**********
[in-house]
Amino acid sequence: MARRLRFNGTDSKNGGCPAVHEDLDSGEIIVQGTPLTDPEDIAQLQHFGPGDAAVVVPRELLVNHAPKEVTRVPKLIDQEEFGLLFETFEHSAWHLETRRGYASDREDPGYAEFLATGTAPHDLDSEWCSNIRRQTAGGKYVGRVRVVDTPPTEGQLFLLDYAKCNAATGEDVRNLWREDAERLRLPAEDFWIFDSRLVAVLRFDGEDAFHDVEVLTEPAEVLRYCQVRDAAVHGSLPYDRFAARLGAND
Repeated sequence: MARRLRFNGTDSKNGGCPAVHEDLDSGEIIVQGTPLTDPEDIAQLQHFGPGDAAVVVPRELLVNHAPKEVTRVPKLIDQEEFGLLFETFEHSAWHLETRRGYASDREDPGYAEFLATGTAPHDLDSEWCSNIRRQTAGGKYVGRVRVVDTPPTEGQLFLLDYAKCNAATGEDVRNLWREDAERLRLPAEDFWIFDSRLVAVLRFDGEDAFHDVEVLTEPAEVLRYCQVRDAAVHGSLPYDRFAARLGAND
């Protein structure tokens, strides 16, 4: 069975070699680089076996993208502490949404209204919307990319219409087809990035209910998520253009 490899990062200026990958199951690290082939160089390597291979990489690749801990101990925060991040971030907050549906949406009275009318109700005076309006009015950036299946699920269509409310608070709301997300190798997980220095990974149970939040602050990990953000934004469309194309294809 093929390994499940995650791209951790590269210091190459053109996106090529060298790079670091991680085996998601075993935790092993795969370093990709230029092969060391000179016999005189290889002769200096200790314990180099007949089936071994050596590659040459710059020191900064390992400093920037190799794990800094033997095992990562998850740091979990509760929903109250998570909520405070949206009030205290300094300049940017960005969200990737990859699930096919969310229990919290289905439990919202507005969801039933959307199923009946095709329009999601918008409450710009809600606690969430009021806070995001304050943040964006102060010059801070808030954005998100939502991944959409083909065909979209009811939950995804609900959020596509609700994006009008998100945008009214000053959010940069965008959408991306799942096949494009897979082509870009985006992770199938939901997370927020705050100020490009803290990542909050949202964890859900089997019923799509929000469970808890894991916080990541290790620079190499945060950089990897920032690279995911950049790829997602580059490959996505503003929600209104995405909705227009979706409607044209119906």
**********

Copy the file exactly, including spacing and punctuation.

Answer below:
[in-house]
Amino acid sequence: MARRLRFNGTDSKNGGCPAVHEDLDSGEIIVQGTPLTDPEDIAQLQHFGPGDAAVVVPRELLVNHAPKEVTRVPKLIDQEEFGLLFETFEHSAWHLETRRGYASDREDPGYAEFLATGTAPHDLDSEWCSNIRRQTAGGKYVGRVRVVDTPPTEGQLFLLDYAKCNAATGEDVRNLWREDAERLRLPAEDFWIFDSRLVAVLRFDGEDAFHDVEVLTEPAEVLRYCQVRDAAVHGSLPYDRFAARLGAND
Repeated sequence: MARRLRFNGTDSKNGGCPAVHEDLDSGEIIVQGTPLTDPEDIAQLQHFGPGDAAVVVPRELLVNHAPKEVTRVPKLIDQEEFGLLFETFEHSAWHLETRRGYASDREDPGYAEFLATGTAPHDLDSEWCSNIRRQTAGGKYVGRVRVVDTPPTEGQLFLLDYAKCNAATGEDVRNLWREDAERLRLPAEDFWIFDSRLVAVLRFDGEDAFHDVEVLTEPAEVLRYCQVRDAAVHGSLPYDRFAARLGAND
């Protein structure tokens, strides 16, 4: 069975070699680089076996993208502490949404209204919307990319219409087809990035209910998520253009 490899990062200026990958199951690290082939160089390597291979990489690749801990101990925060991040971030907050549906949406009275009318109700005076309006009015950036299946699920269509409310608070709301997300190798997980220095990974149970939040602050990990953000934004469309194309294809 093929390994499940995650791209951790590269210091190459053109996106090529060298790079670091991680085996998601075993935790092993795969370093990709230029092969060391000179016999005189290889002769200096200790314990180099007949089936071994050596590659040459710059020191900064390992400093920037190799794990800094033997095992990562998850740091979990509760929903109250998570909520405070949206009030205290300094300049940017960005969200990737990859699930096919969310229990919290289905439990919202507005969801039933959307199923009946095709329009999601918008409450710009809600606690969430009021806070995001304050943040964006102060010059801070808030954005998100939502991944959409083909065909979209009811939950995804609900959020596509609700994006009008998100945008009214000053959010940069965008959408991306799942096949494009897979082509870009985006992770199938939901997370927020705050100020490009803290990542909050949202964890859900089997019923799509929000469970808890894991916080990541290790620079190499945060950089990897920032690279995911950049790829997602580059490959996505503003929600209104995405909705227009979706409607044209119906």